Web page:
Parasiliti: Torch burns brightly for kids like Adam Barnhart
North Hagerstown bocce athletes Adam Barnhart, seated, and Trey King carried the opening ceremony torch to officially start the tournament at HCC. (Submitted photo / February 17, 2013)
Unfortunately, you won’t get the chance to read how Adam ran for the winning touchdown, touched them all after hitting a home run or even used a feathery touch to drain a winning basket.
Adam is confined to a wheelchair and never has had the chance to make those kinds of sports memories.
You will never see Adam quoted in story, because he doesn’t speak.
And yet, Adam has a touch that most everyone wishes they possessed.
He has an ability to stir emotion, make people think and create fans.
Adam is one of Maryland’s special needs children who gets a chance to compete in the state’s unified sports programs, which allows like students an opportunity to compete for their schools on varsity level of competition.
On Thursday, Adam and his North Hagerstown teammates were part of a Western Maryland contingent who vied for one of five state championships in bocce at Hagerstown Community College’s athletic complex.
On this day, Adam became an impact player.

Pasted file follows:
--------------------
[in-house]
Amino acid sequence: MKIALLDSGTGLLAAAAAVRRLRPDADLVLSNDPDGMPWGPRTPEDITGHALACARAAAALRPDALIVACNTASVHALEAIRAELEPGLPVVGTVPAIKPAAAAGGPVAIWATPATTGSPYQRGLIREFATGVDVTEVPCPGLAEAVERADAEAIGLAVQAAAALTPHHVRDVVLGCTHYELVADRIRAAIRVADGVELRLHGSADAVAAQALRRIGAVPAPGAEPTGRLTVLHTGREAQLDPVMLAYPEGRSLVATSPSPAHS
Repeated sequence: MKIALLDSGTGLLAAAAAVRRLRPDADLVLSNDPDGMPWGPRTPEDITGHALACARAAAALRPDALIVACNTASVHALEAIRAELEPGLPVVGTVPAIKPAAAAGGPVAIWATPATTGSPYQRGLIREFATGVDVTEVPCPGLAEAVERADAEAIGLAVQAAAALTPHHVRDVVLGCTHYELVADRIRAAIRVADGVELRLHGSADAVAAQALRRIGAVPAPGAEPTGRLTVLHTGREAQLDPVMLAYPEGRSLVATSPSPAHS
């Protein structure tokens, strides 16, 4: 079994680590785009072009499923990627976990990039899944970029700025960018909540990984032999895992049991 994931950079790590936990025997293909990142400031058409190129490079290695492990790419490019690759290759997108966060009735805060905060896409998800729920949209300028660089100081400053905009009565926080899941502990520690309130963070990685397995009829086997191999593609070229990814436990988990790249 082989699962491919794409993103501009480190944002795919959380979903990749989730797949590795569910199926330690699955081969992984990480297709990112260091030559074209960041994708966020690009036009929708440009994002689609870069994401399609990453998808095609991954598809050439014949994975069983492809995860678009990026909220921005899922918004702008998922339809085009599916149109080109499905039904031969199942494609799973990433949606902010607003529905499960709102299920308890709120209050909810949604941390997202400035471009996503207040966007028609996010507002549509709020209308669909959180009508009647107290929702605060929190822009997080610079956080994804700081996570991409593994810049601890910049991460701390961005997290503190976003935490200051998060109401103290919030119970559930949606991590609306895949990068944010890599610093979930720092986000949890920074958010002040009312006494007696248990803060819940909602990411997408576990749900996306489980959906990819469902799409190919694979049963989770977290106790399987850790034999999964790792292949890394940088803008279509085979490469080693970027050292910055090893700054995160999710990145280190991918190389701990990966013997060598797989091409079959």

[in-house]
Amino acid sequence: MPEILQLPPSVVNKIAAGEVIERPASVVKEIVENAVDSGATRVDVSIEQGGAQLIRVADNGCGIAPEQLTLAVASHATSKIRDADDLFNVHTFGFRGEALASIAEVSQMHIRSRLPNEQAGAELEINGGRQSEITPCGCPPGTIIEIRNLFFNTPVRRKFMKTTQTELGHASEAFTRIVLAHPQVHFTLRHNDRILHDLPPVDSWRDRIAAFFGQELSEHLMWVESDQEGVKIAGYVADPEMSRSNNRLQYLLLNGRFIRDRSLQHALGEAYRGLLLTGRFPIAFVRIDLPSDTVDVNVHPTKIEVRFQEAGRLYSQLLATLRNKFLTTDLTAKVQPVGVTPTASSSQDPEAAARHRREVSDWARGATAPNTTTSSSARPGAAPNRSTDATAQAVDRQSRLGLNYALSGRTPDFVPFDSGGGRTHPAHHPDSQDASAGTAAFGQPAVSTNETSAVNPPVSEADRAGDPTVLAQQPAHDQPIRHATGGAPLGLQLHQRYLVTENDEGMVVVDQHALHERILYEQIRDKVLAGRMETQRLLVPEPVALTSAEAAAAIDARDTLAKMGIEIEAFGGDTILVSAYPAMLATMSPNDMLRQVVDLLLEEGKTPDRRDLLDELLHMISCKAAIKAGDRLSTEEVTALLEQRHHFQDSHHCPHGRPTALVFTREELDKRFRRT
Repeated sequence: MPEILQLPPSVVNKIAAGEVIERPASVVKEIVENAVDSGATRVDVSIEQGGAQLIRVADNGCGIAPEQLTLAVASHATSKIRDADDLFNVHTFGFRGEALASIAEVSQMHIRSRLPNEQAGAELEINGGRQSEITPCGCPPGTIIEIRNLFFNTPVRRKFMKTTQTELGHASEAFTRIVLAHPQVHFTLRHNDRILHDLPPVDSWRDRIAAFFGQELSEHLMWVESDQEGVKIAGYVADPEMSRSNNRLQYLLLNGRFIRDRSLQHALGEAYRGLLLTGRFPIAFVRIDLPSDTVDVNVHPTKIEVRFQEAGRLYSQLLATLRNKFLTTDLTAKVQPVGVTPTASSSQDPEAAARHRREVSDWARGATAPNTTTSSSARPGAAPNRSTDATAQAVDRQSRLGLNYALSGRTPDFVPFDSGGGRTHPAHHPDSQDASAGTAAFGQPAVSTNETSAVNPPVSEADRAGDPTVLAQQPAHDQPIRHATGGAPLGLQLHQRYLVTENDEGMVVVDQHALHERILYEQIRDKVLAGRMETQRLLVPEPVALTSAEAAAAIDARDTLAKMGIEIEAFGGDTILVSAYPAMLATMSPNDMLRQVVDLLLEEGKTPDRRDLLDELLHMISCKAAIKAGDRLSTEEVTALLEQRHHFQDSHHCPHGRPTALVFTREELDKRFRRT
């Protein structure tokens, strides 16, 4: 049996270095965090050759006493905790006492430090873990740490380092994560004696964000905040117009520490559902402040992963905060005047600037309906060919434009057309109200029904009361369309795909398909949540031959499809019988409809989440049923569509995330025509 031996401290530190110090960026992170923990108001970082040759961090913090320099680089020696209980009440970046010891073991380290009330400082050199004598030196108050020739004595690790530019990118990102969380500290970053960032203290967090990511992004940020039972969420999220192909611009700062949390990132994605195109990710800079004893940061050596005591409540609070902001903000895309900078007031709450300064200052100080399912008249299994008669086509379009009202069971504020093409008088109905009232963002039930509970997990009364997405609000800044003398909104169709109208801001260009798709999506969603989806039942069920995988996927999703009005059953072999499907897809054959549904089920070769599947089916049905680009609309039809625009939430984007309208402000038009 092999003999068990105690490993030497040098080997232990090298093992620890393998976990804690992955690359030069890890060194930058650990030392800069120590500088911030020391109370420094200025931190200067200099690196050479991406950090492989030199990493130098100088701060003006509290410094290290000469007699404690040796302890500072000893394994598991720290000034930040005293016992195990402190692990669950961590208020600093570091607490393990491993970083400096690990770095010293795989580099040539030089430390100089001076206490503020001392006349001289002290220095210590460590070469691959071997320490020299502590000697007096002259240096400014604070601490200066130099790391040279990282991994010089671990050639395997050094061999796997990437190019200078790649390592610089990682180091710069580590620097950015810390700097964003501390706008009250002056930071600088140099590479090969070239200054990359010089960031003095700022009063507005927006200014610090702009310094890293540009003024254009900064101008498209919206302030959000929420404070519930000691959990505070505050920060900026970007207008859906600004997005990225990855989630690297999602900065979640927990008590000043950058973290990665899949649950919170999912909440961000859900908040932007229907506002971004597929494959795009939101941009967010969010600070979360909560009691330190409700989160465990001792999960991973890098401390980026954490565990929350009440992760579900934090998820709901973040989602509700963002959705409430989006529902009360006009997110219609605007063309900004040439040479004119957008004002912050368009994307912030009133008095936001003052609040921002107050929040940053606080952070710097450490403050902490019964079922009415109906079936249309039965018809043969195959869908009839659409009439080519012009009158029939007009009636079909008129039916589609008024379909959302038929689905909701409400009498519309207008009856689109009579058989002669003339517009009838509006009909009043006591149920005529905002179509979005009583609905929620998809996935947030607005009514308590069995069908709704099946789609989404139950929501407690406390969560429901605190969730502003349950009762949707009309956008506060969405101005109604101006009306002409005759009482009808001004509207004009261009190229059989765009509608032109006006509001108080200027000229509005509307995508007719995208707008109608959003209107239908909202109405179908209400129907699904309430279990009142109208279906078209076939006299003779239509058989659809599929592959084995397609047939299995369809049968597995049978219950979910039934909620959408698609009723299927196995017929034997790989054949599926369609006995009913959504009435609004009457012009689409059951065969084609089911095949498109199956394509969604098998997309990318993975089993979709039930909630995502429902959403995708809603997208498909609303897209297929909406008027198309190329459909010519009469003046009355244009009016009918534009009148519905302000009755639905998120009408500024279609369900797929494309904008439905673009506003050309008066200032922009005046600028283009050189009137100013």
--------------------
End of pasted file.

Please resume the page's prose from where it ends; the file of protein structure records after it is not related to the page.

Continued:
He had an amazing day. One that many will remember for a long time, and it was before the competition started.
Adam and his teammate Trey King, a North Hagerstown football player, were selected to be the torchbearers for the opening ceremonies of the third annual event.
With all the pomp and circumstance of the Olympics, Adam — with the help of Trey — rolled down the straightaway of HCC’s indoor track. They signified the start for every one of the athletes, who sat in the stands waiting for their chance to play.
The chance to participate.
The chance to compete.
The chance to do something special and memorable.
And all the while, it stirred a number of feelings. The ones that come with being able to play.
“I love to see the joy this brings them,” said King, who had some of his own joy as part of North’s playoff team last football season. “This is their time to shine.”
King was more than willing to step into the supporting cast. He was the Robin to Adam’s Batman as all eyes were trained on them, but really following Adam.
“He likes to get that smile on his face,” King said. “I asked him if he wanted to look at the crowd — if he wanted me to turn him around so he could wave. He did.”